Corne Krige

Corné Krige was often bloody, bruised and bandaged; but never bowed. Learn about his life and career with Rugby365, your resident rugby gurus. Click here for more.

Corné Krige Biography

Corné Krige was born in Zambia, where his parents still live, and was schooled in South Africa at Paarl Boys High. He spent the first six years of his life in Zambia. 

Krige started playing rugby at the age of nine. He was a natural athlete and was soon into athletics and swimming. 

He was clearly a man destined to lead, as he captained his high school First XV as well as every single WP representative side from Under-13 to senior level.

Corné Krige made his Western Province debut in 1996 and eventually went on to captain the side, leading the team to back-to-back Absa Currie Cup titles in 2000 and 2001. 

Nicknamed ‘Captain Courageous’ for his ability to play on despite looking like he’d just walked off a battlefield, Krige was famous for his crunching tackles and never-say-die attitude. Early in his career rumours would fly through schoolyards and pubs that he practiced his tackling on buck, such was the ferocity with which he would drive back the opposition.

Corné Krige made his Springbok debut on 19 June 1999 against Italy in Durban aged 24 and captained the side on his debut in the 101-0 victory, but two matches later suffered a serious knee injury against the All Blacks in Dunedin which ended his Rugby World Cup hopes that year. Corné Krige would go on to captain South Africa 18 times in the 39 tests he wore the Green and Gold, including the Rugby World Cup in 2003.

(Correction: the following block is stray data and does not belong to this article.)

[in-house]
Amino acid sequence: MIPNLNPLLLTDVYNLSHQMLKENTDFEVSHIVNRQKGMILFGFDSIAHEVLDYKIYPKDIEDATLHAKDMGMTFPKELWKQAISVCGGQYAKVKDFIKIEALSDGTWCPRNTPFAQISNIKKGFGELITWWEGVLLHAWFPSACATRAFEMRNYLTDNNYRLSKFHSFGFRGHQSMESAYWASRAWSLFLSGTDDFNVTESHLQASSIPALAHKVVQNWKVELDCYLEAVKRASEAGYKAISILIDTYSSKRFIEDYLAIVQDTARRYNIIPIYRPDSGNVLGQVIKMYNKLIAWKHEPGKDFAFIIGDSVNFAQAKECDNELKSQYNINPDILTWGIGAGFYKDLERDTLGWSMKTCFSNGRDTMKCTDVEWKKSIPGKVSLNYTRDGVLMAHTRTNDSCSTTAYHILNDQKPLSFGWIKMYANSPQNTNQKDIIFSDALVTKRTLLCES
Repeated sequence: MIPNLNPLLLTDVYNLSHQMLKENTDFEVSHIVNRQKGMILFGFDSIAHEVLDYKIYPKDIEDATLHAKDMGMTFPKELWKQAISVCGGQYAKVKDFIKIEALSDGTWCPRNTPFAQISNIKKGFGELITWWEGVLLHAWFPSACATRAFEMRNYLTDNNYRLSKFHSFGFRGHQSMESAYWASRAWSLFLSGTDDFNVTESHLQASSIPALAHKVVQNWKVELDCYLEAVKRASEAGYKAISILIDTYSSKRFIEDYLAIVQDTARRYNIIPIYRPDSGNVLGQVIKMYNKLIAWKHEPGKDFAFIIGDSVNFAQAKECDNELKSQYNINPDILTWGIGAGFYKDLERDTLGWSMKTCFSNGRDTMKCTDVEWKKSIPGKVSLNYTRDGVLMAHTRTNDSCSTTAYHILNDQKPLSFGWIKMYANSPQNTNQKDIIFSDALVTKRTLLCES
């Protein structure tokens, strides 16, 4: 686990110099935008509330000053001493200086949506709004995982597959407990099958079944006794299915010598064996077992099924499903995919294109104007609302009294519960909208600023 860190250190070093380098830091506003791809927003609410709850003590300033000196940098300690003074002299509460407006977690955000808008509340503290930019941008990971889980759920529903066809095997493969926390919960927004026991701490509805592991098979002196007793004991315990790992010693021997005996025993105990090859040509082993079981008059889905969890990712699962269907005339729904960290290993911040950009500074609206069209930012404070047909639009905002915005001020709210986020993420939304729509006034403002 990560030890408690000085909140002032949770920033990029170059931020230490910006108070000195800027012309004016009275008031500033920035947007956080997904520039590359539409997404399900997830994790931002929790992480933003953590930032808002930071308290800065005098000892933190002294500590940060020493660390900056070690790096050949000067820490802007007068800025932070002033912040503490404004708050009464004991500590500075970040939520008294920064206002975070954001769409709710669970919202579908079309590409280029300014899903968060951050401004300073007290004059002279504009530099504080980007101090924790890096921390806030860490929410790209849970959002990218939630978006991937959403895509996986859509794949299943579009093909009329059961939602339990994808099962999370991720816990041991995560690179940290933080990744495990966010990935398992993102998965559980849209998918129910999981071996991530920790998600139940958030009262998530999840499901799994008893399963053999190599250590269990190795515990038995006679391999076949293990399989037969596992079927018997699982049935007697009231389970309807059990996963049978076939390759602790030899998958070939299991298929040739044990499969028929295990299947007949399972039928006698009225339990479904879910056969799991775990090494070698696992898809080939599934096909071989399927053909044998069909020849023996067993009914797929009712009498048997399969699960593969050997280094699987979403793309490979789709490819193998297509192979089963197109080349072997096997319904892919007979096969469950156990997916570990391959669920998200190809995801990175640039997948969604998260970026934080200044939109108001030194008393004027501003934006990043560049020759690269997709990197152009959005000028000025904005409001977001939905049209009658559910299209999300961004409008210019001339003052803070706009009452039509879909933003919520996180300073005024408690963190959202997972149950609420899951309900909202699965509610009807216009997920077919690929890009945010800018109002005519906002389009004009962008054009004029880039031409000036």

In 2000 he was nominated for SA Rugby Player of the Year and in 2002 he was the Vodacom Rugby Super 12 Player of the Tournament.

After a long and successful career in the Western Cape, Krige moved on to a new challenge with the Northampton Saints in England. Having retired from international rugby at just 28, he was determined to make his mark in England. 

When Corné Krige arrived at Northampton, sceptical fans were further angered when the coach Alan Solomons made him the Northampton captain. But through hard work, typical Krige graft and a number of great performances, he won the hearts of the fans. The Northampton players also came to greatly respect him – to such an extent that when Solomons resigned, Krige stepped down as captain only for the players to vote him back in as vice-captain.

Thanks to his many serious injuries over a stop-start career, Corné Krige managed just 19 games in England, retiring from rugby completely at the age of 30. At the time, the Northampton boss John Steele said the club was sad to see Krige go, and that they would miss his “commitment and personable character”.

One of the defining sights of Western Province Rugby in the modern era is that of Corné Krige standing bloody, bruised and bandaged; but never bowed. The former captain was tough as teak and played through tremendous pain to see his team home on many occasions. He was an inspirational leader, a crowd favourite, and still managed to stand out in a vibrant and young Western Province team that included the mesmerising talents of Bob Skinstad, Percy Montgomery, Breyton Paulse, Quinton Davids, Robbie Fleck and a host of other young stars that made up a true Blue and White Dream Team.

Corné Krige returned to Cape Town and set up an outdoor advertising  business.